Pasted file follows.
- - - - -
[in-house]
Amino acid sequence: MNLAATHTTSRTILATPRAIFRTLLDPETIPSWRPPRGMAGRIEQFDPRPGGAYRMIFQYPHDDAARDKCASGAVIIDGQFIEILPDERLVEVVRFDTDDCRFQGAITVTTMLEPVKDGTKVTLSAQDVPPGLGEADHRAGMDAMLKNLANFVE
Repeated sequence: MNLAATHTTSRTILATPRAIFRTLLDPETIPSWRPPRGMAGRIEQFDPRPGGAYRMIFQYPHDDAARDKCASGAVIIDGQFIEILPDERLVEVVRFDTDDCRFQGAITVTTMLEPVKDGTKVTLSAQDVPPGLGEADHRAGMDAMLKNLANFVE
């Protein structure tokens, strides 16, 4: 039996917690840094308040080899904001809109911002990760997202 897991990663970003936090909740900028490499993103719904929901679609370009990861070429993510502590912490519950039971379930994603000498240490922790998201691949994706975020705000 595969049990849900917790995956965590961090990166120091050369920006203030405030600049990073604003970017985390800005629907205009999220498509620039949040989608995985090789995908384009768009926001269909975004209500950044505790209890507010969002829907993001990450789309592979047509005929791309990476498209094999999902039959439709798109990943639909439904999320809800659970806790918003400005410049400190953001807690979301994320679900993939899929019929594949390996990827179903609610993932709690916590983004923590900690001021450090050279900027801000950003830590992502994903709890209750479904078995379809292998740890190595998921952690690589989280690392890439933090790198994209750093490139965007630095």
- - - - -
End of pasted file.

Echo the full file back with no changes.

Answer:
[in-house]
Amino acid sequence: MNLAATHTTSRTILATPRAIFRTLLDPETIPSWRPPRGMAGRIEQFDPRPGGAYRMIFQYPHDDAARDKCASGAVIIDGQFIEILPDERLVEVVRFDTDDCRFQGAITVTTMLEPVKDGTKVTLSAQDVPPGLGEADHRAGMDAMLKNLANFVE
Repeated sequence: MNLAATHTTSRTILATPRAIFRTLLDPETIPSWRPPRGMAGRIEQFDPRPGGAYRMIFQYPHDDAARDKCASGAVIIDGQFIEILPDERLVEVVRFDTDDCRFQGAITVTTMLEPVKDGTKVTLSAQDVPPGLGEADHRAGMDAMLKNLANFVE
């Protein structure tokens, strides 16, 4: 039996917690840094308040080899904001809109911002990760997202 897991990663970003936090909740900028490499993103719904929901679609370009990861070429993510502590912490519950039971379930994603000498240490922790998201691949994706975020705000 595969049990849900917790995956965590961090990166120091050369920006203030405030600049990073604003970017985390800005629907205009999220498509620039949040989608995985090789995908384009768009926001269909975004209500950044505790209890507010969002829907993001990450789309592979047509005929791309990476498209094999999902039959439709798109990943639909439904999320809800659970806790918003400005410049400190953001807690979301994320679900993939899929019929594949390996990827179903609610993932709690916590983004923590900690001021450090050279900027801000950003830590992502994903709890209750479904078995379809292998740890190595998921952690690589989280690392890439933090790198994209750093490139965007630095």